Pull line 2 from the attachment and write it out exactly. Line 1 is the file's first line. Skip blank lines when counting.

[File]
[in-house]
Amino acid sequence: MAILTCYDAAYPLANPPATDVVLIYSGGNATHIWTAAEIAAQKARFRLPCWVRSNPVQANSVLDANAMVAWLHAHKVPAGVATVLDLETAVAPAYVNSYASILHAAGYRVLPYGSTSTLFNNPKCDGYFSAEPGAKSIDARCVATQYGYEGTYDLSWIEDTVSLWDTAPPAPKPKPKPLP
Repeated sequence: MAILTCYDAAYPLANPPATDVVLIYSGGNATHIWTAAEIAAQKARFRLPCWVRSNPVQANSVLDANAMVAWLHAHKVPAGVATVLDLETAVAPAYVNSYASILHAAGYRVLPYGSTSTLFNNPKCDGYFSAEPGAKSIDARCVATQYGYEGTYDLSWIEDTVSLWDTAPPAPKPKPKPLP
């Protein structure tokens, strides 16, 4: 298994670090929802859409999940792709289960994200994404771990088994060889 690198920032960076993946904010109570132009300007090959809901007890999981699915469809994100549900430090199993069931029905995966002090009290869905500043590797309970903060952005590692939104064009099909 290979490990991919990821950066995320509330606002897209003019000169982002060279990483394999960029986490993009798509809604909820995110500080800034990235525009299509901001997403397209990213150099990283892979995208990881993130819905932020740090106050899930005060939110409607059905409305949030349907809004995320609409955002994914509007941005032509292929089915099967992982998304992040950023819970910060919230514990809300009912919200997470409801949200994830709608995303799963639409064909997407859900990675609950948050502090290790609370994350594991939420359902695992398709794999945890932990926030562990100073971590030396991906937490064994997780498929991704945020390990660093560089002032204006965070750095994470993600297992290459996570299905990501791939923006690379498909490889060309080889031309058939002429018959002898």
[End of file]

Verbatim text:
Amino acid sequence: MAILTCYDAAYPLANPPATDVVLIYSGGNATHIWTAAEIAAQKARFRLPCWVRSNPVQANSVLDANAMVAWLHAHKVPAGVATVLDLETAVAPAYVNSYASILHAAGYRVLPYGSTSTLFNNPKCDGYFSAEPGAKSIDARCVATQYGYEGTYDLSWIEDTVSLWDTAPPAPKPKPKPLP